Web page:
This issue is the absurdity of absurdities. Let me get this straight: the purpose of the Sin Tax is to gouge those who purchase alcohol and cigarettes not because anyone is trying to discourage consumption but rather so the County can use that money to pay for sports stadiums that do not produce anything but a fleeting moment witnessing the passing of a football, the dribbling of a basketball and the throwing of a baseball so that such a minute tidbit of diversion can be enjoyed by all. The stupidity of this proposition is enough to make your head spin even though the spin doctors advocating passage of this nonsense are already doing a pretty good job of hypnotizing the voters to actually consider supporting it. At least the Robber Barons of the previous centuries provided something tangible such as oil, steel, railroads etcetera. These team owners do not even provide one tangible thing that could ever be considered with the term “value added.” Almost everyone discusses this “enterprise” as though it is the same thing as industry {which it is not}. The price of admission is essentially a voluntary tax paid by those who can afford it to pay those who don’t need it. If this isn’t a transfer of wealth I don’t know what is.

    The real outrage here is the fact that taxes on alcohol and cigarettes will not be used to aid in the reduction of addiction {hence the reference to “sin”} but rather to stuff the pockets of all three teams who could easily afford to pay for the repairs themselves. The vote was rammed through the last time {under somewhat suspicious circumstances} and hear we go again. But this time…not so fast!!! We the voters of Cuyahoga County are going to fight the proponents on this one and we don’t care if the teams up and go somewhere else {please see my views on entertainment below} because quite frankly there are simply more important things than sports and the unearned money that comes with it. Those in public office who are too stupid and lazy to find other ways to grow a major American city need to resign and leave their self-seeking political ambitions on the scrapheap of history. Don’t ever let it be said that this was time when the tide ran out on Cuyahoga County but rather was the time when the voters rose up to welcome the rising tide of change and rebuked this pathetic paradigm our previous elected leaders embraced. Let the battle be joined.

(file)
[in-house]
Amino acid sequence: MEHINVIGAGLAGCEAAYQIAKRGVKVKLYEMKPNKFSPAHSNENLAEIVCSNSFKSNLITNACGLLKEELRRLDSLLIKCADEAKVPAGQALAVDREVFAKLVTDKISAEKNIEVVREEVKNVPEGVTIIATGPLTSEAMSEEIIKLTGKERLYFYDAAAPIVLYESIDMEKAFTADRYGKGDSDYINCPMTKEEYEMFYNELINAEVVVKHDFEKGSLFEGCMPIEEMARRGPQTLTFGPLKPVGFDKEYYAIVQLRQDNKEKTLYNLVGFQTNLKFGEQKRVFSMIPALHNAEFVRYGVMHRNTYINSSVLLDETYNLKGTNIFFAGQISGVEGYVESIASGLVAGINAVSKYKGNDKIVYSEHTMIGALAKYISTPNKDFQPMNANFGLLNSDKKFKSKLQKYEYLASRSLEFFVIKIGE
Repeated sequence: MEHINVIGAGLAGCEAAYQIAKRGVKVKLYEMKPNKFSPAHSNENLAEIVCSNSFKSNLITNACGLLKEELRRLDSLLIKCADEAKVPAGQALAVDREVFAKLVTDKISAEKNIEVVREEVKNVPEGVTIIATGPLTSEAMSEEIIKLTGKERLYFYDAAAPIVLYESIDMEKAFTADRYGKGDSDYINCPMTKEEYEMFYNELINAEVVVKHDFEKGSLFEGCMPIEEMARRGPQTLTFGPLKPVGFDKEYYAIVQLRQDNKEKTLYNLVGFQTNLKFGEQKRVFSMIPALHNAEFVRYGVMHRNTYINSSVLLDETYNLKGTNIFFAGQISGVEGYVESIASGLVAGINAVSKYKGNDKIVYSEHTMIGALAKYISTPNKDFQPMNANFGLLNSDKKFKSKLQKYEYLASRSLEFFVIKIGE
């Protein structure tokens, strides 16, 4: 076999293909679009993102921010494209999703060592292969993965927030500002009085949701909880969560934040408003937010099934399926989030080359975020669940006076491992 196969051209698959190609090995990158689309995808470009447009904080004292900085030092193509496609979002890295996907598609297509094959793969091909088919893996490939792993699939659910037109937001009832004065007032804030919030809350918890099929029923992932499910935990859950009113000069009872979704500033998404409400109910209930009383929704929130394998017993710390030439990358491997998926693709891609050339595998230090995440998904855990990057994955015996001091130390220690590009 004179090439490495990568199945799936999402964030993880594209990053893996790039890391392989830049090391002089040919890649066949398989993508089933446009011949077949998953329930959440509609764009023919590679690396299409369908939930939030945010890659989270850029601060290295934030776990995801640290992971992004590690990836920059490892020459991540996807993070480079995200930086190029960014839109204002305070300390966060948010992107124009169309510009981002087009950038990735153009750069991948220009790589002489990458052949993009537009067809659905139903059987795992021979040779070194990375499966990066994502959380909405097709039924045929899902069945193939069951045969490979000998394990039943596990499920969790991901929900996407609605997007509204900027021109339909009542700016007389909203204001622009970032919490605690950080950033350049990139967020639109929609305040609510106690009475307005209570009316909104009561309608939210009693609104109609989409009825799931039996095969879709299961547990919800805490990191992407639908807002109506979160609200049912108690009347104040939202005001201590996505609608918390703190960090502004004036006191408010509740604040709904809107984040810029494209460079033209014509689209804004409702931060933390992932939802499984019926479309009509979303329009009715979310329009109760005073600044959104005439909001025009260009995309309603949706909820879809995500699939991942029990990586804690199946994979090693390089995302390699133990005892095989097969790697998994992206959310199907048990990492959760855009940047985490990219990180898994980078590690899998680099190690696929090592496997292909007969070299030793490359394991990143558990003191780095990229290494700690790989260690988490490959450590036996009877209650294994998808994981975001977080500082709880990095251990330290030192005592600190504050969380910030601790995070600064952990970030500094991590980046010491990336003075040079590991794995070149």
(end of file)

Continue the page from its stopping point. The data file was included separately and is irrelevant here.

And now to the real underlying issue at hand: